On to Part III. Vyšehrad has a plot of land inside which is being used as a cemetery for famous Czech people. So when I visited the fortress, I decided to take a stroll inside this mythical and mystical graveyard. After all, I never was able to take a stroll in Vienna's Zentralfriedhof when I was there, so I'd take one here in Prague, so that I could see the busts of the famous Czechs.
As one can see in this picture, the tombstones are lined close to each other, each of them using polished bright stones. Most are done with marble. There is a catalog of the names of the people that are buried here posted at the gate, so I noted the famous people that I wanted to meet, and navigated my way through the garden.
I entered through the path near the Brick Gate, so I immediately came face to face with Jan Neruda, the famous Czech poet, whose name was the source of the pseudonym of the Chilean writer and poet who lived a century later.
Taking a stroll again, I navigated the tombstones and looked for the Czech names that I would recognize.
Then I bumped into Bedřich Smetana, the famous Czech composer, who is best known for his symphonic poem Vltava.
Here is a close-up of his name, as carved in the tombstone.
This is the Slavín, a Pantheon-like structure within the cemetery. I have no idea whether the people whose remains are buried in this area of the cemetery are more valued than the rest, but some famous people like Alfons Mucha are located in the Slavín. At the very top, below the statue of the female angel, is a motto, which reads "Ač Zemřeli, Ještě Mluví" which means "Though dead, they still speak." How appropriate.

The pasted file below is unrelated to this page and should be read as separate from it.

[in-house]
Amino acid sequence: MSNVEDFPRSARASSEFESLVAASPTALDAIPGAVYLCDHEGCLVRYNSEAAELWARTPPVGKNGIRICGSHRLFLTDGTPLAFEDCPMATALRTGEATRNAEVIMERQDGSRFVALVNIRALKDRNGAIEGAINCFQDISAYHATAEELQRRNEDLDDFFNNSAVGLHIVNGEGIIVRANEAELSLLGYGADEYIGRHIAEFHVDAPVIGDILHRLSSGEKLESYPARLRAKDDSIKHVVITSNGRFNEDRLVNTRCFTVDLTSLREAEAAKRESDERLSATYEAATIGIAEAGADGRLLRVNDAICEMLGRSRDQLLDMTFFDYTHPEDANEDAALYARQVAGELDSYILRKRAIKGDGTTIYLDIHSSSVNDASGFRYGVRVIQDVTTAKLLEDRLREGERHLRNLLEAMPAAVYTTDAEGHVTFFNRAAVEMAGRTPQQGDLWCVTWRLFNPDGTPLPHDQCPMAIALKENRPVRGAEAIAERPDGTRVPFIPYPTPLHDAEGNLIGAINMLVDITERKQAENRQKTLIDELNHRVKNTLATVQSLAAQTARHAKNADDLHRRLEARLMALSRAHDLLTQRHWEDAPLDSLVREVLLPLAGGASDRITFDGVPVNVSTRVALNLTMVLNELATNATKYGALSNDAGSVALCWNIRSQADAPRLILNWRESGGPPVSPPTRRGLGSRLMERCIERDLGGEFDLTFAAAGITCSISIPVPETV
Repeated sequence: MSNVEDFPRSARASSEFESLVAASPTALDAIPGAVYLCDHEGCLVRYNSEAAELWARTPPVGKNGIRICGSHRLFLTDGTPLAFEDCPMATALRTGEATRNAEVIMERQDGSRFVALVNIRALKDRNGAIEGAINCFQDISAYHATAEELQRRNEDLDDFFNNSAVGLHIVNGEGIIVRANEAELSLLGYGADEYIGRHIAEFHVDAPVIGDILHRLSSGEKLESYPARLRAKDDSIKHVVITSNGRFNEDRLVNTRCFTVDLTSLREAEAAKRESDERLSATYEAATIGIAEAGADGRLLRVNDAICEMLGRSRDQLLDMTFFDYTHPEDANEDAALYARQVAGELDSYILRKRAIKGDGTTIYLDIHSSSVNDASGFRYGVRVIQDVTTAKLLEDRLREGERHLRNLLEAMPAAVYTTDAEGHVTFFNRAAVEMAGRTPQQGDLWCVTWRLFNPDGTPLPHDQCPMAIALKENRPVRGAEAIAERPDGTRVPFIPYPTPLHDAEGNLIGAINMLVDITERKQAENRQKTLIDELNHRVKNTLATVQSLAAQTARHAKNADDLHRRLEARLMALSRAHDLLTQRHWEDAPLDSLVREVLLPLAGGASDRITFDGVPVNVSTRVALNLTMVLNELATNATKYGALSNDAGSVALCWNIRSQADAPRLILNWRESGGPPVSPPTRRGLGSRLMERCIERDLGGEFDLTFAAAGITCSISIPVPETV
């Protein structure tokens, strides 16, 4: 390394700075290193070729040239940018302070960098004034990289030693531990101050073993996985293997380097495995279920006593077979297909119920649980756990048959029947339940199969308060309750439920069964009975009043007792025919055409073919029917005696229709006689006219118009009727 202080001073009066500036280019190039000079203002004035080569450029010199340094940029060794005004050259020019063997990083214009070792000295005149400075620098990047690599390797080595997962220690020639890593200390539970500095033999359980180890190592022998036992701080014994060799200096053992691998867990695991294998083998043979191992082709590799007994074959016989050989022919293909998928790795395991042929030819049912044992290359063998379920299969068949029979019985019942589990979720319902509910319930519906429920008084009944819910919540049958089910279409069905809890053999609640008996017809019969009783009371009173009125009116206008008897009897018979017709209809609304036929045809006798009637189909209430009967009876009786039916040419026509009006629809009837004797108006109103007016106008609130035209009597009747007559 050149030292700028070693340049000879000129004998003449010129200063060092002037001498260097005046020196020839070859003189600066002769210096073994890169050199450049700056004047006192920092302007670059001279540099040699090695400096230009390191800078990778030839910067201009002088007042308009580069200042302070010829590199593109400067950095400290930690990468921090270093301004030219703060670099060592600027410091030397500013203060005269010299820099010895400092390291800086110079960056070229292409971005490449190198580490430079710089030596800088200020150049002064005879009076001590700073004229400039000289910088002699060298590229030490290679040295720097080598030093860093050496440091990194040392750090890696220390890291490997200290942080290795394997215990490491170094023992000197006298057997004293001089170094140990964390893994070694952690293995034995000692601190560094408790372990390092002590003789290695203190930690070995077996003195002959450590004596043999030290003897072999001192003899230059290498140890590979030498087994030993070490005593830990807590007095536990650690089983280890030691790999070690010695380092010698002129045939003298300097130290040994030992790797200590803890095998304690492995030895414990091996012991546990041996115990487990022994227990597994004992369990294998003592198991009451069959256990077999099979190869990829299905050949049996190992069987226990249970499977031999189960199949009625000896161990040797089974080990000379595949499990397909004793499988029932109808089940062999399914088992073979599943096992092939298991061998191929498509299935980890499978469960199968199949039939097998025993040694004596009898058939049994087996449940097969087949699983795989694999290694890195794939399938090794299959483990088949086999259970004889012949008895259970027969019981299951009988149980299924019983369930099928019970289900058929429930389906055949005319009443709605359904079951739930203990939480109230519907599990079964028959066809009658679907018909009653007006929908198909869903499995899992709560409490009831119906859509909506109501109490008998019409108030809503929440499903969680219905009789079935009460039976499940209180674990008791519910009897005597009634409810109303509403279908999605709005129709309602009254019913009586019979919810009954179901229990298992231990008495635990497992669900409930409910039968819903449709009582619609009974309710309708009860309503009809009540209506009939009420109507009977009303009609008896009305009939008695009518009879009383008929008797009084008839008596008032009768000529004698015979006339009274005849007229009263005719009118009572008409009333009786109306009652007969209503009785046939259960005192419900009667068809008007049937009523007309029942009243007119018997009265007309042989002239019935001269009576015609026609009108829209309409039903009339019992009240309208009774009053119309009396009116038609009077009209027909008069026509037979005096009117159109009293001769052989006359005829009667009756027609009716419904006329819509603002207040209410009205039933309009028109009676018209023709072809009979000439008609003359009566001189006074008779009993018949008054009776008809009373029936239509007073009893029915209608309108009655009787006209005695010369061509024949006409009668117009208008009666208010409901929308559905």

Ah, finally, a famous person I really know. This is the tomb of Antonín Dvořák, the Czech composer I am more familiar with.
This is a close-up of his bust.
If one looks at the other tombstones, they are so elaborate that one can deduce that these are the remains of once-famous people, and they must have been important to the history of the country.
Here and there, one can find recently-deceased people, like the one above.
Finally, it's time to depart, to leave the remains quiet, only to be disturbed by the next batch of tourists wanting to see their tombs. Entrance is free here as well, just bring your own camera.